“Schools seem to focus more on teaching students how to be good employees instead of teaching students how to actually make a difference or an impact through tech,” Mikko explains.
Barely the afternoon, BatangTech had already begun teaching the sheltered kids of Virlanie Foundation in Makati. Circuit boards were given to the young boys and they proceeded to insert it unto their computers to continue creating their own versions of Pacman.
As Erik Lacson had mentioned during the interview, there is an existing “technology gap” in the Philippines. “Technology gap” is simply defined in a dictionary as the gap between new technology and a country that has yet to acquire that technology. Regions around the world therefore vary in their acquisition of that technology, resulting to the what experts call a “digital divide” resulting to a highly competitive market and industry towards globalization.
The Philippines is a developing country, but our technology has kept up with most of the world. Our engineers are highly acclaimed and internationally recognized. (READ MORE: Best Philippine Engineering Stories of 2016, Gingeersnow) But the technology gap Erik is referring to is not the country’s acquisition of technology or lack thereof on a global comparison, but the present local gap between schools, universities, and institutions.
Mikko Dimapasoc is a 2nd year, Information Systems student at the University of Santo Tomas. He has always been someone who sees engineering as a means of technical creativity that will allow him to build from scratch, and use it as an opportunity to create a tool for impact. His experience with education involving the tech industry is coming from a place that despite being in the industry himself, finds the lack of tools and resources limiting to even those in the field.
“Schools seem to focus more on teaching students how to be good employees instead of teaching students how to actually make a difference or an impact through tech,” Mikko explains.
“The don’t teach you stuff like, you should try and test those ideas you have, or maybe build those things in your head that you had always dreamed of,” he adds. “When it comes to skills, I think may palag tayo compared sa iba, kulang talaga sa tools and resources, and I guess yung mindset (to create) na rin. (I think we are ahead compared to the rest. We juest really lack the tools and resources, and I guess the mindset as well.)”
An article published by the National Academy of Science and Technology (NAST) in 2016 states that the country has been facing local and global challenges requiring science and technology, including regional integration, environmental degradation and climate change, and poverty.
“We are not investing sufficient resources in science and technology (S&T) human resource development, research and development (R&D), and physical infrastructure. Today, we lack even the minimum number of scientists and technologists needed for innovation-driven development. As a result, we suffer from low industrial and agricultural productivity, overall inefficiency, and a meager output of knowledge products, such as scientific publications, patents, and innovations,” the article writes.

Meanwhile, Kenneth Bastian, software engineer and founder of wanderast.com, specifies the problem and needs more. Like Mikko, Kenneth was driven by passion and creativity to build and explore a broad profession with the use of all that he has learned and all that he has yet to learn.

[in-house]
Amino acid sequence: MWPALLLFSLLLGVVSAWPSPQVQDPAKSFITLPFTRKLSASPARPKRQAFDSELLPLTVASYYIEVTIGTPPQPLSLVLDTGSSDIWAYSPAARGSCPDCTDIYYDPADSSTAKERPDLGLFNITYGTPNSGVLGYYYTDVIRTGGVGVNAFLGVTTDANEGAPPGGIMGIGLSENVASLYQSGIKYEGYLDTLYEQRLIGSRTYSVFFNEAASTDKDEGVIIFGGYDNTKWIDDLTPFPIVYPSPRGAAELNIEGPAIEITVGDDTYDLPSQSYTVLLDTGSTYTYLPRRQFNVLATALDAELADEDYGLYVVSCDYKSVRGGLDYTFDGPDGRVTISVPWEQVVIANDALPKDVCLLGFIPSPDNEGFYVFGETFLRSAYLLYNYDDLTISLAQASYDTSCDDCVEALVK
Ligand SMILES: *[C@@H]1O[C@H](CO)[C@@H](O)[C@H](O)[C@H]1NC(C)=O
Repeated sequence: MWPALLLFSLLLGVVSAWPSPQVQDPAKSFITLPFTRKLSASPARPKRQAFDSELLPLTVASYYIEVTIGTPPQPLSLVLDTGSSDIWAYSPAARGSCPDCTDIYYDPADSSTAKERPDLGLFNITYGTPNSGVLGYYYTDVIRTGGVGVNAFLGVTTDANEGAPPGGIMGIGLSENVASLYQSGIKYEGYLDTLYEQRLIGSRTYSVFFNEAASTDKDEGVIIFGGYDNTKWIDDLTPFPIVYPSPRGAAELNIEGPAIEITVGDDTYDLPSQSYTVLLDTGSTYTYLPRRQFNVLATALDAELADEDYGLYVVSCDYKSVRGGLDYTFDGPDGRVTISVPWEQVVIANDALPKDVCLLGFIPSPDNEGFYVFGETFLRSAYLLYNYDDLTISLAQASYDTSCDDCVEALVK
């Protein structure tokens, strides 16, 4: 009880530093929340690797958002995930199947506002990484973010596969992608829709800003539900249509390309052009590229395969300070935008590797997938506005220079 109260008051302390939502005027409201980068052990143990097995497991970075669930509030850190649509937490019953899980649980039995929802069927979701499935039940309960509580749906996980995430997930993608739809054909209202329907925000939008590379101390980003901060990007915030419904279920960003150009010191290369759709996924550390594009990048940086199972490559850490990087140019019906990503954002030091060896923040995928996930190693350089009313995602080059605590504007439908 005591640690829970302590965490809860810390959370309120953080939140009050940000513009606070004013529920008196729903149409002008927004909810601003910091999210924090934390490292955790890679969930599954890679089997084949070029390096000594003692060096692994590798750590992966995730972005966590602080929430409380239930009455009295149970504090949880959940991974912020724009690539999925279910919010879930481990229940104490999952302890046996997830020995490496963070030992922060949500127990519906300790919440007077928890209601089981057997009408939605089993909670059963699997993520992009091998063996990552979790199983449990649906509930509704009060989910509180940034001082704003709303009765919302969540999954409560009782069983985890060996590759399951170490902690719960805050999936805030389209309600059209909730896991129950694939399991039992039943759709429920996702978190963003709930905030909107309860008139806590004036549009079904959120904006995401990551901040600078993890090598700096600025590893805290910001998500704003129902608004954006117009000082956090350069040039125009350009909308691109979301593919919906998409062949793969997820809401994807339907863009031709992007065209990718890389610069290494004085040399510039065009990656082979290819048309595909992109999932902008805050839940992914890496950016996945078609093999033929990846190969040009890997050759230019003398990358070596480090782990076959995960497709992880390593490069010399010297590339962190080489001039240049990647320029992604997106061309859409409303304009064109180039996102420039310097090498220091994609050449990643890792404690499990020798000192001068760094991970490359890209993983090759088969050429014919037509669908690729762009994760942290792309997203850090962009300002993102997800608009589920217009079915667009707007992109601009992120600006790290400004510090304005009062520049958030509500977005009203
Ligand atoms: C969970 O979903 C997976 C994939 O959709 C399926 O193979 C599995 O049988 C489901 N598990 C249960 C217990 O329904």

He identifies the lack of distribution of resources to the poverty line. “Public education and technology are hard to provide, especially where majority of the people are living beyond the daily means,” he says. “One requirement for the education tech department to flourish is the growth of household income so that families can buy computers on their household. This sparks curiosity in children about the capabilities of technology.”
Kenneth stresses the idea of education in technology as a means for students to dream, innovate, and create. Much more than its technical aspects or its high-strung belief, learning about technology should come from the child’s initiative and through early introduction instead of forced teaching.
“We must provide our talents the opportunity a chance to adapt and learn. Of course, not everyone will be successful software engineers, many will hate the job but those who love it must be mentored by teachers or those in the industry. We must remember that not every student is interested, but we must grow those who are interested. Forcing to learn is futile and leads to demotivation on their careers,” Kenneth explains. “I believe that dreams supersede education when it comes to learning.”
Like the likes of BatangTech, there are many who have already come to become part of the solution to bring the introduction to basic technology and programming to children who may not have the means to access them. Some government initiatives have also taken place, such as the Department of Science and Technology’s (DOST) Community Empowerment thru Science and Technology (CEST), and a report last September on Senator Sherwin Gatchalian’s call to include software coding in early education.
However, Mikko echoes Kenneth’s sentiments on the idea that technology and programming should not be forced education on students, but simply as a way of introduction. As Kenneth had emphasized, it’s important for children to nourish their creativity and it’s important for parents and educators to help students build on those dreams and passions.
“The education system levels must be reorganized to help students to focus on their deep strengths rather than wide but average skill sets, using clubs and a selection of interesting subjects. It is important to understand that we must nourish their strong qualities and flourish their creativity rather than giving them lectures on a wide variety of skills.”
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